The potential of hydrogen as a clean fuel is enormous. Hydrogen (or H2) is inexhaustible and its use does not cause harmful emissions. The Dutch government firmly believes that hydrogen will be one of the main clean fuels of the future.
They are fully committed to making hydrogen available and affordable through the design, construction, financing, maintenance and operation of refuelling stations as part of the clean fuels offer. In the Netherlands, several operators already have hydrogen filling stations open to the public.
The Dutch government has high ambitions for hydrogen. The National Hydrogen Programme shows that the government wants to bet on hydrogen as the energy system of the future.
Oil and gas companies have long provided the fuels that form the basis of today's energy system, but in a context of persistently high global emissions, they are under increasing pressure to provide solutions to climate change. While these may seem like incompatible options, most companies will seek to do both. In practice, the two are closely interlinked, as most of the financial resources for diversified spending will, at least initially, come from traditional investments in oil and gas supply.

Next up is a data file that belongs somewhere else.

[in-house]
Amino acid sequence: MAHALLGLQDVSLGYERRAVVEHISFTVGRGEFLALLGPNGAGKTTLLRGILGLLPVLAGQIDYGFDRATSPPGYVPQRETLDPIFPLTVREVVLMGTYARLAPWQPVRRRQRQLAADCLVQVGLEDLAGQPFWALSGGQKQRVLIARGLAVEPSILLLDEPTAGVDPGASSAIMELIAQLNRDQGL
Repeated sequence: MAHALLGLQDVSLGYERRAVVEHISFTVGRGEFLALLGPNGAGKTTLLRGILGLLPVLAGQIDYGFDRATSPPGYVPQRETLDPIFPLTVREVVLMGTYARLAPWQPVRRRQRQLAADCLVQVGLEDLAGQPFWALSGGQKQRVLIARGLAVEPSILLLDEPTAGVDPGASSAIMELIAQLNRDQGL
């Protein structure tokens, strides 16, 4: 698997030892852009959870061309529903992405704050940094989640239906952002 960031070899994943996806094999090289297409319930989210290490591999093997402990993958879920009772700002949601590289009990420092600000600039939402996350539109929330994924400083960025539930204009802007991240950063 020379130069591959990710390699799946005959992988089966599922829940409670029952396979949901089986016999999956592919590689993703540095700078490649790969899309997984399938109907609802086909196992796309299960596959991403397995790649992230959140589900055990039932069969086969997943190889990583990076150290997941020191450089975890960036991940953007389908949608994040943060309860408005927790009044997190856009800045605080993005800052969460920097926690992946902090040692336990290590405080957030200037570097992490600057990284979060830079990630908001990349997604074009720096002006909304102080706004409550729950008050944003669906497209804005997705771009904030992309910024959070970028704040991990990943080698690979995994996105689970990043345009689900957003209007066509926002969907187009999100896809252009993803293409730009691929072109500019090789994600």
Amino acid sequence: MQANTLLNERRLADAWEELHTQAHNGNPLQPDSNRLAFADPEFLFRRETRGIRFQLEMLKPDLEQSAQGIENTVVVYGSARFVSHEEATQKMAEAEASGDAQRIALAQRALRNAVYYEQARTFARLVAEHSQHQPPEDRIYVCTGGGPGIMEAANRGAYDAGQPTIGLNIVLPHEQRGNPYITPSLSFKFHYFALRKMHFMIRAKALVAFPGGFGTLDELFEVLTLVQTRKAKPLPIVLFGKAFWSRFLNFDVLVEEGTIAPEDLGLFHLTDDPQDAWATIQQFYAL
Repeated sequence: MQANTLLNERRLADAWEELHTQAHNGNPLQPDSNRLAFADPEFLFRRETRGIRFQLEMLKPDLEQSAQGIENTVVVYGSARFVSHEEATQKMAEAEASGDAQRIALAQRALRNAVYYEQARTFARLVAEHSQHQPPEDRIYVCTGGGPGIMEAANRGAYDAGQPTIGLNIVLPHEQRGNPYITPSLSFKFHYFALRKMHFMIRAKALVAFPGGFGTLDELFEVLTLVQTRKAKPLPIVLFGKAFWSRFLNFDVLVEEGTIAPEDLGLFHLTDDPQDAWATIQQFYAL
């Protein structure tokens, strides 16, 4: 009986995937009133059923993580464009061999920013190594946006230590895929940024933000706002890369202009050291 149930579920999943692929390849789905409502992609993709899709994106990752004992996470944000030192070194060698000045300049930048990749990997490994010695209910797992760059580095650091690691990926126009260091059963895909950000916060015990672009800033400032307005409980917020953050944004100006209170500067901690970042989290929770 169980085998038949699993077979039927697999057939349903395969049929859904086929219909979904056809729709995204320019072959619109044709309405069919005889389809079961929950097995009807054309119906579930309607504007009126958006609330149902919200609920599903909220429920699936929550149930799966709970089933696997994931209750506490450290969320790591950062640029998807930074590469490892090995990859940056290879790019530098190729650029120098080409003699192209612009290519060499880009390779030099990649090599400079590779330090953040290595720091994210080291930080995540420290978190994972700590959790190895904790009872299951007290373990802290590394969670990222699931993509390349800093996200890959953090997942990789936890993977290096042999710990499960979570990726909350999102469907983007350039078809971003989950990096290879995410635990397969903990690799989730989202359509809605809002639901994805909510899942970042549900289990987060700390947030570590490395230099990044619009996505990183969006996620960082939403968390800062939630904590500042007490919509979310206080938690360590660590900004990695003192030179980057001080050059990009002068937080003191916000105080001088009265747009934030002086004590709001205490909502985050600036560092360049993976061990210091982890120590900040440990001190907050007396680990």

While companies' approaches to the energy transition vary, capital spending on clean energy is seeing an increase in overall investment. Companies - especially large European ones - are trying to accelerate their transition to renewables by increasing the supply of hydrogen at Dutch grid stations.
And new companies are also joining the hydrogen supply in the Netherlands, with a new hydrogen supply agreement signed to support some 33,000 fuel cell electric vehicles (FCEVs) in the Netherlands.
HyGear, a wholly owned subsidiary of Xebec Adsorption, recently announced the signing of a supply agreement for the generation and delivery of 130,000 kg of hydrogen to a hydrogen filling station in the country.
The hydrogen supplied by HyGear under the agreement will be produced at the company's decentralised hydrogen production facility in Arnhem, the Netherlands, for a period of one and a half years.
There are 15 hydrogen filling stations open to the public in the Netherlands.